Advertising Policy Specifics
When in doubt of whether something you want to post constitutes advertising, please contact a moderator privately in advance for further clarification. Refer to the following points for general guidelines:

Horses – Only general discussion about the buying, leasing, selling and pricing of horses is permitted. If the post contains, or links to, the type of specific information typically found in a sales or wanted ad, and it’s related to a horse for sale, regardless of who’s selling it, it doesn’t belong in the discussion forums.

Stallions – Board members may ask for suggestions on breeding stallion recommendations. Stallion owners may reply to such queries by suggesting their own stallions, only if their horse fits the specific criteria of the original poster. Excessive promotion of a stallion by its owner or related parties is not permitted and will be addressed at the discretion of the moderators.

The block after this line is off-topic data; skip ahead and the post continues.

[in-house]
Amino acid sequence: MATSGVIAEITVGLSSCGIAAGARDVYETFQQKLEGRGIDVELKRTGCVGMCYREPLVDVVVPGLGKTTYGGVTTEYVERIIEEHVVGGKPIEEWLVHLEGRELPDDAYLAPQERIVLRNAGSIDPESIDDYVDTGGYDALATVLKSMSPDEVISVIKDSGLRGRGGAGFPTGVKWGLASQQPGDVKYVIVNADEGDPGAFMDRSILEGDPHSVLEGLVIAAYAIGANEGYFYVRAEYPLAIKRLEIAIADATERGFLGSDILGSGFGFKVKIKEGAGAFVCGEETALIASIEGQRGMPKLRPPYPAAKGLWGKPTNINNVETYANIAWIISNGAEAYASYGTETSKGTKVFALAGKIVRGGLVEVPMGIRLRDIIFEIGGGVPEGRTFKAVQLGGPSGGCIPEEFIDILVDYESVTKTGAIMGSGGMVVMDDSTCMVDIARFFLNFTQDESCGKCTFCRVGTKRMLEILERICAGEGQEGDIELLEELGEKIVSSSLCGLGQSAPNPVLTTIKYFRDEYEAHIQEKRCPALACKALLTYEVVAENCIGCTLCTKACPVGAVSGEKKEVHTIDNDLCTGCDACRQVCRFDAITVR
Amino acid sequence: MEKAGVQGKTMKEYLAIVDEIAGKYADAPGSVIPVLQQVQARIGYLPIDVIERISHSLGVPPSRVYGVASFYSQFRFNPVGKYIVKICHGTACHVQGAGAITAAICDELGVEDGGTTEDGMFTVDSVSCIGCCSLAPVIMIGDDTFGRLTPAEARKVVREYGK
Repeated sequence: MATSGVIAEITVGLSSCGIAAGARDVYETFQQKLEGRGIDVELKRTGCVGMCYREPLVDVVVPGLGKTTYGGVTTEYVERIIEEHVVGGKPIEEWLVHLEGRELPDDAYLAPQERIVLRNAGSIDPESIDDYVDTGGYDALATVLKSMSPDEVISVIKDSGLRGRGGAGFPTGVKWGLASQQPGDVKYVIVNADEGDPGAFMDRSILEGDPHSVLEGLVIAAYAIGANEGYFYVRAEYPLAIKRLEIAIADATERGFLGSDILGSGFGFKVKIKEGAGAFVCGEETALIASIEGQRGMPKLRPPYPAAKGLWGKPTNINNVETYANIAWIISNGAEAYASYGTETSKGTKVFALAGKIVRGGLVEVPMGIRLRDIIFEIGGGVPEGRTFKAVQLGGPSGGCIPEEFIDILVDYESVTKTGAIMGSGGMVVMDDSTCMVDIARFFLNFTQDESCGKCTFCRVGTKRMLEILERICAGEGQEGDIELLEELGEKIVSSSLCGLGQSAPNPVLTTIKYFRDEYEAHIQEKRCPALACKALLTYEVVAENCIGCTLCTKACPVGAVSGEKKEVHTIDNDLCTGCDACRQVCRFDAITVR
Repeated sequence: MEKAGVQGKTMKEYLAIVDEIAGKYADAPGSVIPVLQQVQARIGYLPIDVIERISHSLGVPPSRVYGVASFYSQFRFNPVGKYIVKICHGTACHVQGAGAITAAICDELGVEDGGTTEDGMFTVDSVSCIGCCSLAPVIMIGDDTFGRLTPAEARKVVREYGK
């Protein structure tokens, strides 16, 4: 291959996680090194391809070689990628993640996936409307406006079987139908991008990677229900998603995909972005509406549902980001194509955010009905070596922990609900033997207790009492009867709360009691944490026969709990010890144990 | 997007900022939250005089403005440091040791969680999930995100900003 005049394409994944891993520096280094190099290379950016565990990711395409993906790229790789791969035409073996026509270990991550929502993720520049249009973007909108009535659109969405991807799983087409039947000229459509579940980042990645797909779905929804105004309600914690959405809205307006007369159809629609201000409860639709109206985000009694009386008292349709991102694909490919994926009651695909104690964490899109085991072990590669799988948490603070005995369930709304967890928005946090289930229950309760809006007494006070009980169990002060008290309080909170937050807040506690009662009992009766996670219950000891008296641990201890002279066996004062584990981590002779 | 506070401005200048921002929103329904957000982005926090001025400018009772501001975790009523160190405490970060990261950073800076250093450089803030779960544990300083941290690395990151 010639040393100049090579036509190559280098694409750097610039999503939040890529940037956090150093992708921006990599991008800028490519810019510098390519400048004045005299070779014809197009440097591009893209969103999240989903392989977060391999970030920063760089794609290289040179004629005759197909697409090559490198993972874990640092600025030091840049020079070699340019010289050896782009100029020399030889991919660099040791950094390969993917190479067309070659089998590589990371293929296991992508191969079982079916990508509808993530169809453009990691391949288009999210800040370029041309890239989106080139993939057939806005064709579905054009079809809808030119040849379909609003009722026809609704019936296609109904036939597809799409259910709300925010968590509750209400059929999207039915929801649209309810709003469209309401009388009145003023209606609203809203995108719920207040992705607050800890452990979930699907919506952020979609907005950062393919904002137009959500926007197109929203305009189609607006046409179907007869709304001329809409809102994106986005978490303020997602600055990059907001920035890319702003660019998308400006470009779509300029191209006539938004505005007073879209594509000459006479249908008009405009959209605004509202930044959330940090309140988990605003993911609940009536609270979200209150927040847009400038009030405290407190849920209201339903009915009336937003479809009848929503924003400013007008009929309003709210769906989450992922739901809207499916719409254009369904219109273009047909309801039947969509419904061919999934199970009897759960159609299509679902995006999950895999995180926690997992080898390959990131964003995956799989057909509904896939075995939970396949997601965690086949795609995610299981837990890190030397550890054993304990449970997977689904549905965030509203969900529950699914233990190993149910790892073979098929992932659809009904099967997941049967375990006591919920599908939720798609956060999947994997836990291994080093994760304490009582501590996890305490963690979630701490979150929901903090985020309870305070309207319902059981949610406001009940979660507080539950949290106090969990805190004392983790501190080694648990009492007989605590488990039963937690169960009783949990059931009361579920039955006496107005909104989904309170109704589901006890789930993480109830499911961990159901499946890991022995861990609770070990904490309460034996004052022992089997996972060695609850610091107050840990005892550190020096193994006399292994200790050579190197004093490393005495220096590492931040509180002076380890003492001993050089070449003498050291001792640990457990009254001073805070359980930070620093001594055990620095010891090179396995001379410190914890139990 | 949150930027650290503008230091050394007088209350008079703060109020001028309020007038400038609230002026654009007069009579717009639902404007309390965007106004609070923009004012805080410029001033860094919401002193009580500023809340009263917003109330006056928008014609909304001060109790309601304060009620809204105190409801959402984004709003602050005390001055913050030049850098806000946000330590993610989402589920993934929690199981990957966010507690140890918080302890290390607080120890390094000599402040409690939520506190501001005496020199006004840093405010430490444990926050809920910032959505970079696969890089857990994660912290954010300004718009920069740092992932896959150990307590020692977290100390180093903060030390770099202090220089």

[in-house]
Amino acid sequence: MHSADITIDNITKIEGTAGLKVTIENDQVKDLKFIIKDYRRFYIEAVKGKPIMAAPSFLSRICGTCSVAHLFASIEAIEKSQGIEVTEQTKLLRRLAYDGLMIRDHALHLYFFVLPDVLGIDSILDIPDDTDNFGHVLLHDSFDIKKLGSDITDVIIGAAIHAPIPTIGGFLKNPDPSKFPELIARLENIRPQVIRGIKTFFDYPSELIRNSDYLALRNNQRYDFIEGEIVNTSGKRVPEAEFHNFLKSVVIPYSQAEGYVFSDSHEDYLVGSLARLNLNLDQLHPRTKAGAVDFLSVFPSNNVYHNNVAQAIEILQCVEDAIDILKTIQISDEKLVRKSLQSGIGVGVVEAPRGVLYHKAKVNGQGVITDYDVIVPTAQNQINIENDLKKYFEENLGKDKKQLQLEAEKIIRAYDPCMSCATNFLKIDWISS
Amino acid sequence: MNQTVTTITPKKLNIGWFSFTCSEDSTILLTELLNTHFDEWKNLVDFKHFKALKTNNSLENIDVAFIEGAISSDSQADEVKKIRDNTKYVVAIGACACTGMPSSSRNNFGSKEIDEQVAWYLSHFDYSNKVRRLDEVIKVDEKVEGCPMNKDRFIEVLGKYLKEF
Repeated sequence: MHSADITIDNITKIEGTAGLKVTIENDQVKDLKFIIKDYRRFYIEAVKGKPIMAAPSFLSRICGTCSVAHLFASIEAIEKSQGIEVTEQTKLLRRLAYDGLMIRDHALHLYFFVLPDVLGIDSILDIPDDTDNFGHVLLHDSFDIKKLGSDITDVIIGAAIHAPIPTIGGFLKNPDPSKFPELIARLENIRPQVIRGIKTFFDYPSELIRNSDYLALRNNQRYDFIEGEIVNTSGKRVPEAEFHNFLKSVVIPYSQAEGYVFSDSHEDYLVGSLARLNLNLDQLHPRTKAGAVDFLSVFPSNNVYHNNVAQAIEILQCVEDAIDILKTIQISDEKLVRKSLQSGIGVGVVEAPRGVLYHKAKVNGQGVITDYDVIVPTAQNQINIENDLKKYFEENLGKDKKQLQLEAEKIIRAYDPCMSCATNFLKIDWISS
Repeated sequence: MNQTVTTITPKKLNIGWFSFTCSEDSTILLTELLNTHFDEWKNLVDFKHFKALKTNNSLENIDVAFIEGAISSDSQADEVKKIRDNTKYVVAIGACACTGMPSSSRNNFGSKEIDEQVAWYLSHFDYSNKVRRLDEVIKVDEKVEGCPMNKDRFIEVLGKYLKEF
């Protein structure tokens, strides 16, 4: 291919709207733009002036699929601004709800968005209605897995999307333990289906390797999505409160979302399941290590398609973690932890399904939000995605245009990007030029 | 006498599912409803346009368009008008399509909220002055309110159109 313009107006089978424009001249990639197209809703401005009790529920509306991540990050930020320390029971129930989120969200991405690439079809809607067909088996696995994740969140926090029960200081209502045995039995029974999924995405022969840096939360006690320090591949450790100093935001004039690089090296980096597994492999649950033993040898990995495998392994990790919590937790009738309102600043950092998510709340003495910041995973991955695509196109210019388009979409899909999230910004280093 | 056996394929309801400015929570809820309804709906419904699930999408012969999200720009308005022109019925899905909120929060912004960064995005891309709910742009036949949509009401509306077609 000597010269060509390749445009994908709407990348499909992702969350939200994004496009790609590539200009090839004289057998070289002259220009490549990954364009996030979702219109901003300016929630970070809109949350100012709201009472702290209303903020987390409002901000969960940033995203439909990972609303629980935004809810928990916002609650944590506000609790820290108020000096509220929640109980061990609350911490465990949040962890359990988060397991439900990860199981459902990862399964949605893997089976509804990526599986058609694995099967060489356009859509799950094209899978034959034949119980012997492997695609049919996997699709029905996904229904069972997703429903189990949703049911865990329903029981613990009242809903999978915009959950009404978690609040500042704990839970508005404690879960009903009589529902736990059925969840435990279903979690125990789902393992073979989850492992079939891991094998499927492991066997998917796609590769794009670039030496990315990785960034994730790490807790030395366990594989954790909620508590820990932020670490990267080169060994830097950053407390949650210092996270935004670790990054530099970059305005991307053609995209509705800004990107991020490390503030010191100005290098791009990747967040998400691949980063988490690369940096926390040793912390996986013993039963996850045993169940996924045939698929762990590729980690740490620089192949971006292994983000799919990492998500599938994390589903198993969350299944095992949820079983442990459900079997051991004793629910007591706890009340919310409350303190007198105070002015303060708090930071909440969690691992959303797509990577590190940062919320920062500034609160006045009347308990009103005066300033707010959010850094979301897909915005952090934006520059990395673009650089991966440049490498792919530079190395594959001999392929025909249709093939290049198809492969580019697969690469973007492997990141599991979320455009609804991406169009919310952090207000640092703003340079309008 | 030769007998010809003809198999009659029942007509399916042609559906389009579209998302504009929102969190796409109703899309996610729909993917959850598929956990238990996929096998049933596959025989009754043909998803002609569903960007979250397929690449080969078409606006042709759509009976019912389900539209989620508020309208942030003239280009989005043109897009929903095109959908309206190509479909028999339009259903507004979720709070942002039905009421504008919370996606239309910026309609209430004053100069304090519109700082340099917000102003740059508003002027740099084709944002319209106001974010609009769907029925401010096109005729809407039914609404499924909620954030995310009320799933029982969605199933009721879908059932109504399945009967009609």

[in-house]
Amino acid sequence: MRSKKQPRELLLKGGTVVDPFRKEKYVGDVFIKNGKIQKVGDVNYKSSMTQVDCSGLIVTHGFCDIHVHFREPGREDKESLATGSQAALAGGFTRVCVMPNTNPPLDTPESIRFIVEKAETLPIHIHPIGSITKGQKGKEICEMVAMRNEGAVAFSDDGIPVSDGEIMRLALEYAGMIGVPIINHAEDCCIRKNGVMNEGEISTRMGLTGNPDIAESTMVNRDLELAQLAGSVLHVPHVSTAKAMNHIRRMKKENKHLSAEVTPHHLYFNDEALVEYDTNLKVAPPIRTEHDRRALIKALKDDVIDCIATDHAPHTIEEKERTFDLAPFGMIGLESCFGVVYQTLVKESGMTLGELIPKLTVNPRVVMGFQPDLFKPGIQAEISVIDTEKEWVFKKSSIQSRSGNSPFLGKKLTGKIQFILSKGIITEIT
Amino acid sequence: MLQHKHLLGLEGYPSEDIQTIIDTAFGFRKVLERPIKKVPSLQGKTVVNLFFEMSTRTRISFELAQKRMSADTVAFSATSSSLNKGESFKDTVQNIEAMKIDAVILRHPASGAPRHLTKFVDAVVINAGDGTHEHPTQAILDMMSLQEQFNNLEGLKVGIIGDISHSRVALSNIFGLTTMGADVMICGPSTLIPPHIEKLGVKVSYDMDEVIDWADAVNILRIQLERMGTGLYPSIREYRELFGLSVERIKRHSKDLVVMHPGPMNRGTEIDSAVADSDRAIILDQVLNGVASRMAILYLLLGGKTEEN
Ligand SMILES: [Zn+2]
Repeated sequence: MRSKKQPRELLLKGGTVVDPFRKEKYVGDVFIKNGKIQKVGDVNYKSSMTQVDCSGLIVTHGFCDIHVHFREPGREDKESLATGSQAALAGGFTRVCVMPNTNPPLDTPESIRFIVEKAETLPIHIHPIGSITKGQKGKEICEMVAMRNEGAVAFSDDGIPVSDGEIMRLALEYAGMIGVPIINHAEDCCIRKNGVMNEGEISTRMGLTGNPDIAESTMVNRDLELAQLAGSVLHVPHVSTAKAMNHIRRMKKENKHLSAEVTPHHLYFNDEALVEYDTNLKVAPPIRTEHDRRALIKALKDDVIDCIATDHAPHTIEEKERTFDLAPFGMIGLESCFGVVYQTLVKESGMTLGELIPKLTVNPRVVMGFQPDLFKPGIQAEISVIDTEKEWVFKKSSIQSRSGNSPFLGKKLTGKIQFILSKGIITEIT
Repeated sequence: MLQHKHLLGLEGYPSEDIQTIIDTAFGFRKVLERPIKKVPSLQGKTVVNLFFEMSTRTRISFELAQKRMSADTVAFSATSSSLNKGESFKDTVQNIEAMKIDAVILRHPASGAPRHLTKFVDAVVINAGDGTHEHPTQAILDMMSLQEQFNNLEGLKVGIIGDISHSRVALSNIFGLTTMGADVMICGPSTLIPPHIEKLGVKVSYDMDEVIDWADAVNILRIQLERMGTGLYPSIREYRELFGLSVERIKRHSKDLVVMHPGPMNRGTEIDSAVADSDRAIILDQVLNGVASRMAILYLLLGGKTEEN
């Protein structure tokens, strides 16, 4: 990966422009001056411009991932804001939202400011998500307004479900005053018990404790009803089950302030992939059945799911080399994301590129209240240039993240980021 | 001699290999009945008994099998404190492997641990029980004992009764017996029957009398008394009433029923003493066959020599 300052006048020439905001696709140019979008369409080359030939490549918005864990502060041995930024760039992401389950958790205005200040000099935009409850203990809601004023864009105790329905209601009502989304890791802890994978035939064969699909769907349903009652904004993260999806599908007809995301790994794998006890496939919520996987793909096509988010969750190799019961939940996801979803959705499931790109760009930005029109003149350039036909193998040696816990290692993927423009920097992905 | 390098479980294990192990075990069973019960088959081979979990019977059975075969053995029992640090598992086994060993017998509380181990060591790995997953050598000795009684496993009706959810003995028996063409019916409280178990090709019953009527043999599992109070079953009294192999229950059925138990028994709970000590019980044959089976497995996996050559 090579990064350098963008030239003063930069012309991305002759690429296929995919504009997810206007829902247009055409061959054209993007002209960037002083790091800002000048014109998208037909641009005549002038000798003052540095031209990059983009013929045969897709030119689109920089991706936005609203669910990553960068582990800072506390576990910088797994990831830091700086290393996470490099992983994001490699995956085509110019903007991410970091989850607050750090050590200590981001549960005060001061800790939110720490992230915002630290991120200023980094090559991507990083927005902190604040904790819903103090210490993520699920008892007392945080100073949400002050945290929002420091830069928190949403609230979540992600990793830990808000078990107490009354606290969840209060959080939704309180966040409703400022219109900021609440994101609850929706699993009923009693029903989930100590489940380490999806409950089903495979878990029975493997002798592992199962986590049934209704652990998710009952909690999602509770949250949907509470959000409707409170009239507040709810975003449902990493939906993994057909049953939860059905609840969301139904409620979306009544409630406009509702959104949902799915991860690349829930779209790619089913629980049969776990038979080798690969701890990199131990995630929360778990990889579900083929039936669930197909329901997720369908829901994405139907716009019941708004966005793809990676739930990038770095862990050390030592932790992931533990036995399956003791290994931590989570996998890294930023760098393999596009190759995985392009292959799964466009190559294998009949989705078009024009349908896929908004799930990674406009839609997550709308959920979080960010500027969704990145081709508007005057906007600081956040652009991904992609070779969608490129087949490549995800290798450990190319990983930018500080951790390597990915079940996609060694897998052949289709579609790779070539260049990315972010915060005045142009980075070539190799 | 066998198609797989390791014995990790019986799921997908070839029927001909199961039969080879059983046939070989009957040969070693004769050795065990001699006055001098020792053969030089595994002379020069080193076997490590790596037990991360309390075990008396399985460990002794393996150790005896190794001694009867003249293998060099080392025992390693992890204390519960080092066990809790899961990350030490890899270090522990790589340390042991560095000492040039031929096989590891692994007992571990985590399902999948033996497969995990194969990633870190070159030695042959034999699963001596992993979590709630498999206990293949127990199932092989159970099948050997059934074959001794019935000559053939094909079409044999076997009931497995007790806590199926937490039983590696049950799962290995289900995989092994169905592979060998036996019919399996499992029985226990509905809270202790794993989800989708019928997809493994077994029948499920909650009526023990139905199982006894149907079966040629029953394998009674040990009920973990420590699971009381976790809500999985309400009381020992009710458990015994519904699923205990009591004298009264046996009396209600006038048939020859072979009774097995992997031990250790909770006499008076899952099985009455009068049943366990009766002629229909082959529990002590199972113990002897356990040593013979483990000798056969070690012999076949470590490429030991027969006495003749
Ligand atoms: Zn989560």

Services – Members may use the forums to ask for general recommendations of trainers, barns, shippers, farriers, etc., and other members may answer those requests by suggesting themselves or their company, if their services fulfill the specific criteria of the original post. Members may not solicit other members for business if it is not in response to a direct, genuine query.

Products – While members may ask for general opinions and suggestions on equipment, trailers, trucks, etc., they may not list the specific attributes for which they are in the market, as such posts serve as wanted ads.

Event Announcements – Members may post one notification of an upcoming event that may be of interest to fellow members, if the original poster does not benefit financially from the event. Such threads may not be “bumped” excessively. Premium members may post their own notices in the Event Announcements forum.